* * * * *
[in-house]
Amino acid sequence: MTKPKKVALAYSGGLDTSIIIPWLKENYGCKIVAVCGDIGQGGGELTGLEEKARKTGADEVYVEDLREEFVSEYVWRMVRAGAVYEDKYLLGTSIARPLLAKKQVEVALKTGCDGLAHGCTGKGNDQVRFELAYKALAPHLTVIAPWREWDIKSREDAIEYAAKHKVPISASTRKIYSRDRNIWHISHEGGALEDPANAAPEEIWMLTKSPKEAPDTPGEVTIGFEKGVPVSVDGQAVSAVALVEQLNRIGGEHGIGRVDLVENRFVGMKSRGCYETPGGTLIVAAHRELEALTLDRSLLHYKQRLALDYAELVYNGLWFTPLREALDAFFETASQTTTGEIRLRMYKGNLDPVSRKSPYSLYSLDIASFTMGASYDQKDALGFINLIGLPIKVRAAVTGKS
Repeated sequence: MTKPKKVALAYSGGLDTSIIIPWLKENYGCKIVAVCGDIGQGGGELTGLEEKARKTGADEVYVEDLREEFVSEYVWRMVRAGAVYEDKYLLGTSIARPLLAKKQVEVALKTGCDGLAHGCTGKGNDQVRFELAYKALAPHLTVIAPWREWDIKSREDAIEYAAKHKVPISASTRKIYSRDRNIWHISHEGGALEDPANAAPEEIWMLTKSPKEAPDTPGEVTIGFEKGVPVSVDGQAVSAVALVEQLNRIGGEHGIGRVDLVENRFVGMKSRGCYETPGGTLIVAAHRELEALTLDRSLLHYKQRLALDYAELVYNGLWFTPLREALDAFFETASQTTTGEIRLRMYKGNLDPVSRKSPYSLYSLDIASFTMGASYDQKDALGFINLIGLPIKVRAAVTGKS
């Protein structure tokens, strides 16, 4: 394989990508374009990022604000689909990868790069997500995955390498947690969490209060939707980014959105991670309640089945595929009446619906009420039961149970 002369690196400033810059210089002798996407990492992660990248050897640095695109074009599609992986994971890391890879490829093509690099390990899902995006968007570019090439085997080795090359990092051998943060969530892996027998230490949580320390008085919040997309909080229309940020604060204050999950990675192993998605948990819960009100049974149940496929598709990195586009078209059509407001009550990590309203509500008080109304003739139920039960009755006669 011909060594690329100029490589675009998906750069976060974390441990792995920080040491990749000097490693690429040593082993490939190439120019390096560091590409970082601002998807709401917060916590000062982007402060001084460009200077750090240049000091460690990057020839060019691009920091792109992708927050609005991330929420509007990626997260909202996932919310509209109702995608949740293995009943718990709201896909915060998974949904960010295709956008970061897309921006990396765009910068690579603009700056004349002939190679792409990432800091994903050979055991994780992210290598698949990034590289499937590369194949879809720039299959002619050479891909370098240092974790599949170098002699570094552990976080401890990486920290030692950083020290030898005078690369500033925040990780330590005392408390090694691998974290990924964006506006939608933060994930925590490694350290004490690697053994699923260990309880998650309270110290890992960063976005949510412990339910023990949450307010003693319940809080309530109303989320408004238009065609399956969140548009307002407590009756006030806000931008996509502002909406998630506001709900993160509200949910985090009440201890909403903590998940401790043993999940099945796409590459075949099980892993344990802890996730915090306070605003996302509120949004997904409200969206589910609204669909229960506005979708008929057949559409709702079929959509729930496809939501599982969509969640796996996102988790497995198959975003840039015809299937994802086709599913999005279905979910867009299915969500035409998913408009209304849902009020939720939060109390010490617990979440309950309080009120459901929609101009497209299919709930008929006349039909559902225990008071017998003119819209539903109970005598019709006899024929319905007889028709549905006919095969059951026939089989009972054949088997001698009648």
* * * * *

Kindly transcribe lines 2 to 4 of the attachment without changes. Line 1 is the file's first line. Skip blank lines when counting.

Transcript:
Amino acid sequence: MTKPKKVALAYSGGLDTSIIIPWLKENYGCKIVAVCGDIGQGGGELTGLEEKARKTGADEVYVEDLREEFVSEYVWRMVRAGAVYEDKYLLGTSIARPLLAKKQVEVALKTGCDGLAHGCTGKGNDQVRFELAYKALAPHLTVIAPWREWDIKSREDAIEYAAKHKVPISASTRKIYSRDRNIWHISHEGGALEDPANAAPEEIWMLTKSPKEAPDTPGEVTIGFEKGVPVSVDGQAVSAVALVEQLNRIGGEHGIGRVDLVENRFVGMKSRGCYETPGGTLIVAAHRELEALTLDRSLLHYKQRLALDYAELVYNGLWFTPLREALDAFFETASQTTTGEIRLRMYKGNLDPVSRKSPYSLYSLDIASFTMGASYDQKDALGFINLIGLPIKVRAAVTGKS
Repeated sequence: MTKPKKVALAYSGGLDTSIIIPWLKENYGCKIVAVCGDIGQGGGELTGLEEKARKTGADEVYVEDLREEFVSEYVWRMVRAGAVYEDKYLLGTSIARPLLAKKQVEVALKTGCDGLAHGCTGKGNDQVRFELAYKALAPHLTVIAPWREWDIKSREDAIEYAAKHKVPISASTRKIYSRDRNIWHISHEGGALEDPANAAPEEIWMLTKSPKEAPDTPGEVTIGFEKGVPVSVDGQAVSAVALVEQLNRIGGEHGIGRVDLVENRFVGMKSRGCYETPGGTLIVAAHRELEALTLDRSLLHYKQRLALDYAELVYNGLWFTPLREALDAFFETASQTTTGEIRLRMYKGNLDPVSRKSPYSLYSLDIASFTMGASYDQKDALGFINLIGLPIKVRAAVTGKS
């Protein structure tokens, strides 16, 4: 394989990508374009990022604000689909990868790069997500995955390498947690969490209060939707980014959105991670309640089945595929009446619906009420039961149970 002369690196400033810059210089002798996407990492992660990248050897640095695109074009599609992986994971890391890879490829093509690099390990899902995006968007570019090439085997080795090359990092051998943060969530892996027998230490949580320390008085919040997309909080229309940020604060204050999950990675192993998605948990819960009100049974149940496929598709990195586009078209059509407001009550990590309203509500008080109304003739139920039960009755006669 011909060594690329100029490589675009998906750069976060974390441990792995920080040491990749000097490693690429040593082993490939190439120019390096560091590409970082601002998807709401917060916590000062982007402060001084460009200077750090240049000091460690990057020839060019691009920091792109992708927050609005991330929420509007990626997260909202996932919310509209109702995608949740293995009943718990709201896909915060998974949904960010295709956008970061897309921006990396765009910068690579603009700056004349002939190679792409990432800091994903050979055991994780992210290598698949990034590289499937590369194949879809720039299959002619050479891909370098240092974790599949170098002699570094552990976080401890990486920290030692950083020290030898005078690369500033925040990780330590005392408390090694691998974290990924964006506006939608933060994930925590490694350290004490690697053994699923260990309880998650309270110290890992960063976005949510412990339910023990949450307010003693319940809080309530109303989320408004238009065609399956969140548009307002407590009756006030806000931008996509502002909406998630506001709900993160509200949910985090009440201890909403903590998940401790043993999940099945796409590459075949099980892993344990802890996730915090306070605003996302509120949004997904409200969206589910609204669909229960506005979708008929057949559409709702079929959509729930496809939501599982969509969640796996996102988790497995198959975003840039015809299937994802086709599913999005279905979910867009299915969500035409998913408009209304849902009020939720939060109390010490617990979440309950309080009120459901929609101009497209299919709930008929006349039909559902225990008071017998003119819209539903109970005598019709006899024929319905007889028709549905006919095969059951026939089989009972054949088997001698009648």